tions. The goal is to give the debtor a fresh start Debts that cannot be discharged normally include taxes owed,
and to somehow satisfy creditors. student loans guaranteed by a gov- dresses of each creditor. (Caution: Debts that are not
The bankruptcy concept has existed ernment institution, alimony, child Effective in October, Congress amended the law to tighten listed in a petition are not discharged.)
for centuries, and the U.S. Constitu- support, property obtained by false bankruptcy relief. While there are a number of new provisions, the • A list of all property the client owns.
tion gives Congress the power to pretenses and debts not listed by the three major changes are: • A list of all income and all assets.
make one set of rules for the entire creditor in the bankruptcy petition. • Creation of a “means-testing” formula that replaces a pre- • A list of the monthly expenses and an analysis of
nation. Thus, Congress established Chapter 13 permits a debtor sumption of legitimacy by looking at the debtor’s monthly income, another alternative to bankruptcy.
bankruptcy courts with judges ap- with a regular income to propose a minus certain allowed expenses, multiplied by 60. If the amount
pointed by the president. plan to repay all or part of the debts exceeds certain benchmarks, (roughly amounting to an extra $100
The two most common types on a monthly basis, over a period of
of bankruptcy applied to individual at least three and sometimes up to
debts are referred to as Chapter 7 five years. The trustee schedules a
meeting of all creditors, who may
Borrowers Beware!
and Chapter 13. The ease with which credit and credit cards are offered can quickly place a
pose questions on financial mat- Soldier, and family members, at financial risk if this easy credit is abused.
ters which the debtor must answer
Chapter by Chapter
Also, “debt consolidation” schemes do not erase debts and often add another
under oath. layer of costs that increase the original debt.
Chapter 7 proceedings have a The proposed plan is submitted Just as marriage can be said to be the chief cause of divorce, the failure to act
court appointed trustee who notifies to the court and creditors for ap- prudently by avoiding the accumulation of huge debts is the chief cause of bad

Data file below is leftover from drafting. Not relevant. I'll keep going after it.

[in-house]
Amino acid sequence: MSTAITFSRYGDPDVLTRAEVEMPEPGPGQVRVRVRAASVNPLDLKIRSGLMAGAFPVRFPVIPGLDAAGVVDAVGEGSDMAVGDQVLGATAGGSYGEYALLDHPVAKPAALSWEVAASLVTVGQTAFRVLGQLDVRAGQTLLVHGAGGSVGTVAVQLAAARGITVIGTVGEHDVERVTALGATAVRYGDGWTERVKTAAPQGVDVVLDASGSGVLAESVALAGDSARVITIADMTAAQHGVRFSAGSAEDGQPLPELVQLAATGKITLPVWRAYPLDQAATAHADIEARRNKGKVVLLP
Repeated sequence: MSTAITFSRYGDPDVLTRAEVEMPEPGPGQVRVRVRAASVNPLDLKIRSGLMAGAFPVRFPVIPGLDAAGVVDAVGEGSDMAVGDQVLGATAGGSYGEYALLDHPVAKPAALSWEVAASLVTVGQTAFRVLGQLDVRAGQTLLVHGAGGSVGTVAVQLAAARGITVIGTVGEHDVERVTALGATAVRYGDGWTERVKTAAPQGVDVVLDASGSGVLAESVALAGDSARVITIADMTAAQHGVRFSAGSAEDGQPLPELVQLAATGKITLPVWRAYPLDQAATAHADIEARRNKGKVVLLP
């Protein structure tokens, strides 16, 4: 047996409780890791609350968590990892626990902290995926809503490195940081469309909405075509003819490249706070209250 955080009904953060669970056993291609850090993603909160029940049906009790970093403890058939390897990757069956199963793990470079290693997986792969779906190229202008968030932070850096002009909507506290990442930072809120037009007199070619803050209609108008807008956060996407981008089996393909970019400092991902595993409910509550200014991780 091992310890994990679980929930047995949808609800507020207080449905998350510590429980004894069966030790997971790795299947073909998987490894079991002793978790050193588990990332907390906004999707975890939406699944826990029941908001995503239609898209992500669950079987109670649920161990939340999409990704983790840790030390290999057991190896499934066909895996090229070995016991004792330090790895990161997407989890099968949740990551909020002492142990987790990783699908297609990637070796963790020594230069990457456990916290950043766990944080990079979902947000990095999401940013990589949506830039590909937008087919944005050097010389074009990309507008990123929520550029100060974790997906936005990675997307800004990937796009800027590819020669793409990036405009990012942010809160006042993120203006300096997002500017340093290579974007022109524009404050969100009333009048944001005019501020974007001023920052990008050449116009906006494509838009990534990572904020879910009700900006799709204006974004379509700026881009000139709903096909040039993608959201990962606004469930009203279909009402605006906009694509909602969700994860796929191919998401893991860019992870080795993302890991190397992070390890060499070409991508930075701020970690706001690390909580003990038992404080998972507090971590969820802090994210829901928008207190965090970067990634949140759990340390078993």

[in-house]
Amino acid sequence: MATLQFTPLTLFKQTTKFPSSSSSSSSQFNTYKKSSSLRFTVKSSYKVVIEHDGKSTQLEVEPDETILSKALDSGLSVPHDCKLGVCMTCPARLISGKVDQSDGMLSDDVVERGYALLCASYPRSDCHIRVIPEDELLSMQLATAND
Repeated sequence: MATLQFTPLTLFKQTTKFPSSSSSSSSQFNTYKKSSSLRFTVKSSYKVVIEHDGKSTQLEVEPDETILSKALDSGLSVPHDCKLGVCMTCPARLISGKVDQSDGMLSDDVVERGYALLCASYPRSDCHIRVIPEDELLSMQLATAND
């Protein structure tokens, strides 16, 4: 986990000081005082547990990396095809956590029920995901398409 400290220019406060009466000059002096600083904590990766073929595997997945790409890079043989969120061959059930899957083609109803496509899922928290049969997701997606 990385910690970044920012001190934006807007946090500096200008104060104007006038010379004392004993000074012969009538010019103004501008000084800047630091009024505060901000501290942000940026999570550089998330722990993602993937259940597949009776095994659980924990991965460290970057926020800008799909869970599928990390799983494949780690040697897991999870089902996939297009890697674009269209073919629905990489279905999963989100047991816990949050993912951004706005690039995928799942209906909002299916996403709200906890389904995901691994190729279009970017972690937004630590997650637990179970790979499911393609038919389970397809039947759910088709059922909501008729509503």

the creditors, conducts meetings proval. If the plan is approved, the credit, bankruptcy and family discord.
among the parties, sells the non- debtor’s disposable income is paid

Know the Law


exempt property and determines to the trustee for distribution to credi-
what share each creditor will receive. Creditors tors. The trustee may approve or disapprove the plan, even if the
creditors agree or convert it to a straight Chapter 7.
Steven Chucala is chief of client services in the Office of the The lifestyle effect of a Chapter 13 requires debtors to adjust
Staff Judge Advocate at Fort Belvoir, Va. their standards of living, since the trustee only provides the debtor
38 w w w. s o l d i e r s m a g a z i n e . c o m Soldiers•October2005 39
MessageCenter Compiled by Beth Reece

G.I. JOE STILL SERVING


AFTER 40 years of dedicated service, the GI Joe action figure has reported for duty
DVDS FOR TROOPS
Pentagon

at the Pentagon.
HELP a Soldier relax. Movie collections in morale,

Wanted
Located just down the hall from the Army chief of staff’s office and next to the
GEN Douglas MacArthur corridor, GI Joes representing Soldiers from World War II welfare and recreation facilities in Iraq
to Iraq are on display in two large glass cases. and Afghanistan need new DVDs and
Commemorating the 60th anniversary of World War II and honoring all currently
CDs to loan to Soldiers.
serving Soldiers, the displays also depict a scene of GI Joe at the Tomb of the
Desired DVDs include new
Unknowns at Arlington National Cemetery to remind viewers of all those who have
died in combat. releases, westerns, drama, mili-